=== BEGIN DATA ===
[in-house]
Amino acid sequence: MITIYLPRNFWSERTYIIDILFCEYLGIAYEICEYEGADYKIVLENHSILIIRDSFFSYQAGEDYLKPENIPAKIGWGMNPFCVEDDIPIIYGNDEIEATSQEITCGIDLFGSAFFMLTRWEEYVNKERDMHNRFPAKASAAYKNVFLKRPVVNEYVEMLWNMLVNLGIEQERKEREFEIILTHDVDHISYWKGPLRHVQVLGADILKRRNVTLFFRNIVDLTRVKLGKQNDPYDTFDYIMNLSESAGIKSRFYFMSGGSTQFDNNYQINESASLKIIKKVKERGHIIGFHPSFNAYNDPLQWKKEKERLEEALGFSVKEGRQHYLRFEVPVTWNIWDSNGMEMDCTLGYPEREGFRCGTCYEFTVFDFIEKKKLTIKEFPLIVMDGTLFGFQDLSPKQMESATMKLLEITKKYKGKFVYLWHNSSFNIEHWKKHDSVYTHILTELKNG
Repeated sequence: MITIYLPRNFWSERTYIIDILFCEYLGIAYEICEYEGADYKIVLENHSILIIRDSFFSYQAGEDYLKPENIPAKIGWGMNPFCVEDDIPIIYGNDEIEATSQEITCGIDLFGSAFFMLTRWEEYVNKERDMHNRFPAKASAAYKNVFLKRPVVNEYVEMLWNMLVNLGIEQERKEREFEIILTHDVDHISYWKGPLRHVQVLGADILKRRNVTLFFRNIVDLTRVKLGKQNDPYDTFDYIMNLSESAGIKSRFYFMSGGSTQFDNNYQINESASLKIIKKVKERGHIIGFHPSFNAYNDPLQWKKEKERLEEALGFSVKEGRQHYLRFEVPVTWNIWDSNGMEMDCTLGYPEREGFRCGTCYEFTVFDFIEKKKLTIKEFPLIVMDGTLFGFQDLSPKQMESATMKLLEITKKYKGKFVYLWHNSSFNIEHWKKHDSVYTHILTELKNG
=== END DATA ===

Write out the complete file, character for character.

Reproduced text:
[in-house]
Amino acid sequence: MITIYLPRNFWSERTYIIDILFCEYLGIAYEICEYEGADYKIVLENHSILIIRDSFFSYQAGEDYLKPENIPAKIGWGMNPFCVEDDIPIIYGNDEIEATSQEITCGIDLFGSAFFMLTRWEEYVNKERDMHNRFPAKASAAYKNVFLKRPVVNEYVEMLWNMLVNLGIEQERKEREFEIILTHDVDHISYWKGPLRHVQVLGADILKRRNVTLFFRNIVDLTRVKLGKQNDPYDTFDYIMNLSESAGIKSRFYFMSGGSTQFDNNYQINESASLKIIKKVKERGHIIGFHPSFNAYNDPLQWKKEKERLEEALGFSVKEGRQHYLRFEVPVTWNIWDSNGMEMDCTLGYPEREGFRCGTCYEFTVFDFIEKKKLTIKEFPLIVMDGTLFGFQDLSPKQMESATMKLLEITKKYKGKFVYLWHNSSFNIEHWKKHDSVYTHILTELKNG
Repeated sequence: MITIYLPRNFWSERTYIIDILFCEYLGIAYEICEYEGADYKIVLENHSILIIRDSFFSYQAGEDYLKPENIPAKIGWGMNPFCVEDDIPIIYGNDEIEATSQEITCGIDLFGSAFFMLTRWEEYVNKERDMHNRFPAKASAAYKNVFLKRPVVNEYVEMLWNMLVNLGIEQERKEREFEIILTHDVDHISYWKGPLRHVQVLGADILKRRNVTLFFRNIVDLTRVKLGKQNDPYDTFDYIMNLSESAGIKSRFYFMSGGSTQFDNNYQINESASLKIIKKVKERGHIIGFHPSFNAYNDPLQWKKEKERLEEALGFSVKEGRQHYLRFEVPVTWNIWDSNGMEMDCTLGYPEREGFRCGTCYEFTVFDFIEKKKLTIKEFPLIVMDGTLFGFQDLSPKQMESATMKLLEITKKYKGKFVYLWHNSSFNIEHWKKHDSVYTHILTELKNG